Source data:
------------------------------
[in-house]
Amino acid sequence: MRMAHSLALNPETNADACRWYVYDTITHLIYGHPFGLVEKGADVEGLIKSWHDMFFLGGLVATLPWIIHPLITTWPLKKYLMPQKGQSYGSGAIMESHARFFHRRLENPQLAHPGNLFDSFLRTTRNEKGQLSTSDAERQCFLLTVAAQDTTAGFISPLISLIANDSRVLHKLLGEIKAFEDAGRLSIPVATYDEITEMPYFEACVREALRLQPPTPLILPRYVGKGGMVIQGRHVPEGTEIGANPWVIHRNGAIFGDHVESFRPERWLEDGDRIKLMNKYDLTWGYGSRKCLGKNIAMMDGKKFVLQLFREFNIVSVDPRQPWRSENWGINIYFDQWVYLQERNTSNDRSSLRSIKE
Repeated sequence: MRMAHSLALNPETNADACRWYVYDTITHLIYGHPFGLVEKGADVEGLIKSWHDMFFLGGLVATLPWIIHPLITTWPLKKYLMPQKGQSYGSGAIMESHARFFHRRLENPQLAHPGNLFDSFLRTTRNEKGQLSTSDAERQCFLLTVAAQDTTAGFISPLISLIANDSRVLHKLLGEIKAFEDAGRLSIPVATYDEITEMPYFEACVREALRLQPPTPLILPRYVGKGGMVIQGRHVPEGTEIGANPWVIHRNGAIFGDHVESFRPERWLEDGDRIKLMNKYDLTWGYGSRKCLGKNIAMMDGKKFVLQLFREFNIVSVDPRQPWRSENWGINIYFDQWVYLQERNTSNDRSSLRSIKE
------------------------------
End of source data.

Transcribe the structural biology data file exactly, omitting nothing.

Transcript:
[in-house]
Amino acid sequence: MRMAHSLALNPETNADACRWYVYDTITHLIYGHPFGLVEKGADVEGLIKSWHDMFFLGGLVATLPWIIHPLITTWPLKKYLMPQKGQSYGSGAIMESHARFFHRRLENPQLAHPGNLFDSFLRTTRNEKGQLSTSDAERQCFLLTVAAQDTTAGFISPLISLIANDSRVLHKLLGEIKAFEDAGRLSIPVATYDEITEMPYFEACVREALRLQPPTPLILPRYVGKGGMVIQGRHVPEGTEIGANPWVIHRNGAIFGDHVESFRPERWLEDGDRIKLMNKYDLTWGYGSRKCLGKNIAMMDGKKFVLQLFREFNIVSVDPRQPWRSENWGINIYFDQWVYLQERNTSNDRSSLRSIKE
Repeated sequence: MRMAHSLALNPETNADACRWYVYDTITHLIYGHPFGLVEKGADVEGLIKSWHDMFFLGGLVATLPWIIHPLITTWPLKKYLMPQKGQSYGSGAIMESHARFFHRRLENPQLAHPGNLFDSFLRTTRNEKGQLSTSDAERQCFLLTVAAQDTTAGFISPLISLIANDSRVLHKLLGEIKAFEDAGRLSIPVATYDEITEMPYFEACVREALRLQPPTPLILPRYVGKGGMVIQGRHVPEGTEIGANPWVIHRNGAIFGDHVESFRPERWLEDGDRIKLMNKYDLTWGYGSRKCLGKNIAMMDGKKFVLQLFREFNIVSVDPRQPWRSENWGINIYFDQWVYLQERNTSNDRSSLRSIKE